Current neural prostheses use electricity as the mode of stimulation, yet information transfer in neural circuitry is primarily through chemical transmitters. To address this disparity, this study was conducted to devise a prototype interface for a retinal prosthetic based on localized chemical delivery. The goal was to determine whether fluidic delivery through microfabricated apertures could be used to stimulate at single-cell dimensions.A drug delivery system was microfabricated based on a 5- or 10- microm aperture in a 500-nm thick silicon nitride membrane to localize and limit transmitter release. The aperture overlies a microfluidic delivery channel in a silicone elastomer. To demonstrate the effectiveness of this transmitter-based prosthesis, rat pheochromocytoma cells (PC12 cell line) were grown on the surface of the device to test the precision of stimulation, using bradykinin as a stimulant and measuring fluorescence from the calcium indicator, fluo-4.The extent of stimulation could be controlled accurately by varying the concentration of stimulant, from a single cell adjacent to the aperture to a broad area of cells. The stimulation radius was as small as 10 microm, corresponding to stimulation volumes as small as 2 pL. The relationship between the extent of stimulation and concentration was linear.The demonstration of localized chemical stimulation of excitable cells illustrates the potential of this technology for retinal prostheses. Although this is only a proof of concept of neurotransmitter stimulation for a retinal prosthesis, it is a significant first step toward mimicking neurotransmitter release during synaptic transmission.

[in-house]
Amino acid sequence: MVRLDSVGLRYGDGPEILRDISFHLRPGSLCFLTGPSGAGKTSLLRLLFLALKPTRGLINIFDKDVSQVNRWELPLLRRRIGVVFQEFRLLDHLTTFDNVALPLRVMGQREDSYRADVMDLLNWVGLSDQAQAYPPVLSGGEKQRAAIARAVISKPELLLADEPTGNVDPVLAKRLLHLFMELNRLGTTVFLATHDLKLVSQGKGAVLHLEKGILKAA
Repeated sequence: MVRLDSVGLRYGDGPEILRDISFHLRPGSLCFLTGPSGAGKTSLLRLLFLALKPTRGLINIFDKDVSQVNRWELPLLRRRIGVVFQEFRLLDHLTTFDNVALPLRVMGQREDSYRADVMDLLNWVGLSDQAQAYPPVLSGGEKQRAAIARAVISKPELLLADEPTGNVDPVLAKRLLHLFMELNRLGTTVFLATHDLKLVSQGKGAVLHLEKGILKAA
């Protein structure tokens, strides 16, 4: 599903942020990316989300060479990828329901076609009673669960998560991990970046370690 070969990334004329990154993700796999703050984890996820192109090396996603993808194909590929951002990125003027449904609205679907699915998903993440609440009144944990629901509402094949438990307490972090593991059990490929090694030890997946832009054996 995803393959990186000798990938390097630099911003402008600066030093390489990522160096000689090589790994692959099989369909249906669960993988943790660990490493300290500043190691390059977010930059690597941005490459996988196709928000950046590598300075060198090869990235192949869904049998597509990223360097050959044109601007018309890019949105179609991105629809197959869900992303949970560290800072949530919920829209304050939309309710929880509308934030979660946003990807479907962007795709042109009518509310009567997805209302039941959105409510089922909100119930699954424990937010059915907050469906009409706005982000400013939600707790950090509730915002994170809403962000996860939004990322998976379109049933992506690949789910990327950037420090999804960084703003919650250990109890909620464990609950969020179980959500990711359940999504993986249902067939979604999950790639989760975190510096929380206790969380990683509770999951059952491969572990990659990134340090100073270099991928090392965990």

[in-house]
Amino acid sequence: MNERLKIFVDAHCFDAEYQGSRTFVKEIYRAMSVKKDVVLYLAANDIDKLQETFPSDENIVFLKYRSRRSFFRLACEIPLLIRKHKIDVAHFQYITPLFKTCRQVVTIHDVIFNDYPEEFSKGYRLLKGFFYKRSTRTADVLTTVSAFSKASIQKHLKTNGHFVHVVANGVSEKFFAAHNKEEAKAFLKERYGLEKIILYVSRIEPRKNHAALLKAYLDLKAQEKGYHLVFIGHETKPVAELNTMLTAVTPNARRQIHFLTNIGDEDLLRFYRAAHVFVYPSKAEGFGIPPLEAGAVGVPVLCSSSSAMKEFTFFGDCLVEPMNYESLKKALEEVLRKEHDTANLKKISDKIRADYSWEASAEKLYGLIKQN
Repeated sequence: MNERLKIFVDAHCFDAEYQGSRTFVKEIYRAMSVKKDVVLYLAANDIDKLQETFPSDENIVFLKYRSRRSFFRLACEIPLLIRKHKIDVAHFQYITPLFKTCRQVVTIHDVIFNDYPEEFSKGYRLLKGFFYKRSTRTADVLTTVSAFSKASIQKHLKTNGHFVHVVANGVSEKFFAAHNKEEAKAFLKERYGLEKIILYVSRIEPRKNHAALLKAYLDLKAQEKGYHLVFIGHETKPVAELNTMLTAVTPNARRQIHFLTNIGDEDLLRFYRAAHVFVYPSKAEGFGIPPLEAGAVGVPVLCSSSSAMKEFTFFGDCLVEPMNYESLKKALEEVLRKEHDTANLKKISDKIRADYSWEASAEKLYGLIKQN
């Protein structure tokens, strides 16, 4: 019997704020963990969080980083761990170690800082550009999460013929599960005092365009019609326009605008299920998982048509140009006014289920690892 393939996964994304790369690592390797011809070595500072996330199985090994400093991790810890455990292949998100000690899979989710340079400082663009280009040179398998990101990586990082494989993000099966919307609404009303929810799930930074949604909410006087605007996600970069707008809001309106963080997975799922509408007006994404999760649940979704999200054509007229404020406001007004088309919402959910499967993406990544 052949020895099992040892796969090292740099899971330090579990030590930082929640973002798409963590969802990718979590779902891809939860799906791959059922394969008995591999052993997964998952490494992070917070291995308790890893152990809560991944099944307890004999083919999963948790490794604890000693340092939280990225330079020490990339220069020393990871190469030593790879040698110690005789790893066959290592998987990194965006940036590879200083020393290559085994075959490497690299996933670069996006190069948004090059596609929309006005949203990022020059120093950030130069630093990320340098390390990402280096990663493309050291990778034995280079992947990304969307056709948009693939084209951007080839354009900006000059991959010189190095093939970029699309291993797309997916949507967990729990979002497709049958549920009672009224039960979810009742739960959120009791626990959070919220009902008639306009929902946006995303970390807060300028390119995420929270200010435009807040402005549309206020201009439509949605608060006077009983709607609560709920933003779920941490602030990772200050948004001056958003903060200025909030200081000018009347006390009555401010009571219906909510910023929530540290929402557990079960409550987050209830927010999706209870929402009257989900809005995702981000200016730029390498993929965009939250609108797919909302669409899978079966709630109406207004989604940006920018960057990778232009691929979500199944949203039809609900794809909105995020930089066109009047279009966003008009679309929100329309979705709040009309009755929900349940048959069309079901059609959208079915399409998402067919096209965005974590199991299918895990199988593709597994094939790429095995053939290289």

View details for DOI 10.1167/iovs.02-1097
View details for PubMedID 12824264